"Under Wayne, our retail business has done well and will continue to do well, and we're proud of that fact. We also got the company back to a break-even point," Snyder said during an analyst conference call. "We're excited to continue to build the team and resources to take us to the next level with our professional and direct businesses."

It will be interesting to see where Mr. Inouye will end up and to see how Gateway will change as fallout of this change becomes more apparent.

Tonight I watched the Olympics' Opening Ceremonies! Finally, it is here! The winter Olympics! National pride! (Can you tell I get excited about this event?)

The winter Olympics brings back great memories from my childhood. My whole family (heck--the whole nation of Norway!) took our lutefisk and lefse into the living room, donned our red and white stocking hats and bunad (look it up), and gathered around the TV and watched as many events as we possibly could. It was a time for all of us to watch our beloved nation's athletes take it to the rest of the world. Norway kicks some serious *ss in winter sports, eh?

One of the things I find difficult here in the US is to enjoy an event from start to finish—to see the winners and the losers. CBS, NBC, ESPN all think we do not have the patience to watch a complete event. I want to see the Germans, Americans, Norwegians…and the Jamaicans. All the countries are fun to watch.

(The top of the medal standings may be surprising to some with Norway, a country of about 4.5 million people, on top.)

Total all-time medal standings:
  1. Norway --268
  2. Russia -- 195
  3. USA -- 194
  4. Germany -- 154

Attached you will also find some interesting links to try out while you are watching the events:

Enjoy the winter Olympics--I know I will.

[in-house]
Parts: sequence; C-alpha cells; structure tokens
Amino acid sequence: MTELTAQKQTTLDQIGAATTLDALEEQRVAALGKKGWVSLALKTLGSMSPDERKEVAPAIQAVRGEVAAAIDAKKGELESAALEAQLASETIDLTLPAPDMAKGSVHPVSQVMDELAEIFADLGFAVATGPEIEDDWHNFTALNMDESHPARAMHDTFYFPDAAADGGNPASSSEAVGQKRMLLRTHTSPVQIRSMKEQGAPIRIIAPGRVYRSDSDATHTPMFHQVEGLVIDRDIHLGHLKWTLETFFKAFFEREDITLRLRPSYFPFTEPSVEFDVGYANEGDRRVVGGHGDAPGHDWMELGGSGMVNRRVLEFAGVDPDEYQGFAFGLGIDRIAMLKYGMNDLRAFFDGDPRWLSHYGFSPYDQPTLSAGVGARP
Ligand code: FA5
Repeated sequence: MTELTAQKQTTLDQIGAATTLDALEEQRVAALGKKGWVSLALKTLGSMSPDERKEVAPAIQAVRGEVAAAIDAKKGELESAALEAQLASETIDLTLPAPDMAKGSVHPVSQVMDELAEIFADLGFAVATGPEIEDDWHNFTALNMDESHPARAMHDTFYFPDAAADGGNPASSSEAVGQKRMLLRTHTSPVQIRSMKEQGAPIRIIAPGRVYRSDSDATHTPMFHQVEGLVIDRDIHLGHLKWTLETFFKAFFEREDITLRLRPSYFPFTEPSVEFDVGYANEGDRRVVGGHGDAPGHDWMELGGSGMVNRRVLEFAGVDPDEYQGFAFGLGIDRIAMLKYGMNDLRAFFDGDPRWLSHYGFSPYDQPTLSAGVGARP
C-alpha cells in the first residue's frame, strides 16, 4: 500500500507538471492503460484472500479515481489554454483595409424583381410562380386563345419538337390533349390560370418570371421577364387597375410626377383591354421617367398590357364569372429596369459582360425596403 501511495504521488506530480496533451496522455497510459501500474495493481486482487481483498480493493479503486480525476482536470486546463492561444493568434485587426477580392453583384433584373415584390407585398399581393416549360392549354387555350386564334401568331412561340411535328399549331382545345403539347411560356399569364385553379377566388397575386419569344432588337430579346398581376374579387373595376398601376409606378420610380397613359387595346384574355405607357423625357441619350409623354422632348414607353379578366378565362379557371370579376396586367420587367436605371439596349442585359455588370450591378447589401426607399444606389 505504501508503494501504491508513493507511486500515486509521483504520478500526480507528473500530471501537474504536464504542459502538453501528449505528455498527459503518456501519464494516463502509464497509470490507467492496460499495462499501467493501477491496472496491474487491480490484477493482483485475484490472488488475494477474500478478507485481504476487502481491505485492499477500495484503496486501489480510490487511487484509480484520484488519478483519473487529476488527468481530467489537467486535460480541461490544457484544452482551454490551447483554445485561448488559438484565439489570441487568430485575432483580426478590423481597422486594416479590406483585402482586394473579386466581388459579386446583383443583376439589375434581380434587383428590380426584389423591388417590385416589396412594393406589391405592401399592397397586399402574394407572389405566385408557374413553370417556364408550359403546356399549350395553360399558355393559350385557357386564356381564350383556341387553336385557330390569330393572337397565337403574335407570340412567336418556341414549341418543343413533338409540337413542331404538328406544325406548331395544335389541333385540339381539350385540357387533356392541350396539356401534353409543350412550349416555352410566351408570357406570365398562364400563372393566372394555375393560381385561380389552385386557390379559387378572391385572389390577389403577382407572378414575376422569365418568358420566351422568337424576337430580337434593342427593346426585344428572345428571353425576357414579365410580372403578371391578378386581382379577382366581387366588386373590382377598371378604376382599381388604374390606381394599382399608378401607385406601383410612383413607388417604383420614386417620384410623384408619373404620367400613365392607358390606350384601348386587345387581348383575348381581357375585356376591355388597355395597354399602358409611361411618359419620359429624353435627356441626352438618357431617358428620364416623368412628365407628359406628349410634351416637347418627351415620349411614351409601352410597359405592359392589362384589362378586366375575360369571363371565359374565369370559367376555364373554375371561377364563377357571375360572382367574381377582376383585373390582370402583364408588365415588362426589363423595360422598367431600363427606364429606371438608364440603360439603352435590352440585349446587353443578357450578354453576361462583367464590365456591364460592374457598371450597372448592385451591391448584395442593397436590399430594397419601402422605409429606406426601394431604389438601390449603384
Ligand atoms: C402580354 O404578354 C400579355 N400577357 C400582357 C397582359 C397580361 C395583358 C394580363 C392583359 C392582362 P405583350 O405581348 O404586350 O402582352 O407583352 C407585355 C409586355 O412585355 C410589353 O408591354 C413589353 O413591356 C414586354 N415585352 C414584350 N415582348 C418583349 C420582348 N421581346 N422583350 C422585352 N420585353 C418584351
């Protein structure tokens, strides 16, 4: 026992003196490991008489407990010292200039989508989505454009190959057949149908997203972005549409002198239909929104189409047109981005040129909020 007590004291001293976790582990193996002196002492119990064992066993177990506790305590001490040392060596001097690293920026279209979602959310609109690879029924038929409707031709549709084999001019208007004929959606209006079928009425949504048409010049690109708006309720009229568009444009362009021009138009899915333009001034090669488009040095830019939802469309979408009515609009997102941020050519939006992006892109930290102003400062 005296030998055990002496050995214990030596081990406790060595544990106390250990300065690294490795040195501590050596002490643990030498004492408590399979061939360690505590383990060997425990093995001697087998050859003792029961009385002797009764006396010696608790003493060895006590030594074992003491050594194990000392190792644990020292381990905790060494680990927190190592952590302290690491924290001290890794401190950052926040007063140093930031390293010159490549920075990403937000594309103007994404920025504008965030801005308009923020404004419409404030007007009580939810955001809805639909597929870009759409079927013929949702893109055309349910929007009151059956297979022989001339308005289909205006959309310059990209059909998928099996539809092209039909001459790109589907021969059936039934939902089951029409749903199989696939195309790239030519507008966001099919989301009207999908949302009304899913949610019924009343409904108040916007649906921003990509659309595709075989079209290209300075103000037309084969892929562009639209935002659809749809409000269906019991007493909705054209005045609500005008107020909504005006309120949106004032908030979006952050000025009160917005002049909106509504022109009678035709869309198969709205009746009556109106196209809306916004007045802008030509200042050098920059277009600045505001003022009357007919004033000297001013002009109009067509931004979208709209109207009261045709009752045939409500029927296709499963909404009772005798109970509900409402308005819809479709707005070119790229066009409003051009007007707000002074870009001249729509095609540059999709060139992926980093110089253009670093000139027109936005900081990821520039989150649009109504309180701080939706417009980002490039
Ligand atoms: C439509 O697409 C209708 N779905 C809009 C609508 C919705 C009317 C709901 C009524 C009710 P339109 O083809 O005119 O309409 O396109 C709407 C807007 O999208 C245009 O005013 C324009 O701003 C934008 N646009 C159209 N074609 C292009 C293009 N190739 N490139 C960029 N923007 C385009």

Friday, February 10, 2006

What is your house worth? introduced a beta version of its website on Wednesday. This terrific site allows you to enter an address and see the specs on the home, its valuation, the date and purchase price of the last sale, and data on comparable homes.

This is the Kelley Blue Book for home shoppers. It is a free service supported by ad sales--offering valuations on more than 40 million homes across the United States. The site offers satellite, aerial, and parcel views of the homes with information provided by different sources including,, and

The site was created by a Seattle startup company with $32M in funding from Benchmark Capital, Technology Crossover Venture, and other private investors. I think this site provides a great view into public information to make it easy for home shoppers to get a quick and unofficial appraisal of their future homes and neighborhoods.

Thursday, February 09, 2006

Welcome to Oracle, Siebel!

Last week the long-awaited $5.58B merger closed as Larry gobbled up Siebel ystems. One of the first welcome messages delivered to the new staff was a plan to cut 2,000 jobs across the company.

The jobs will hit the old Seibel hardest with focus on non-technical, back-office jobs. "We will retain...Siebel's product development and product sales and marketing teams," said Safara Catz, Oracle’s CFO.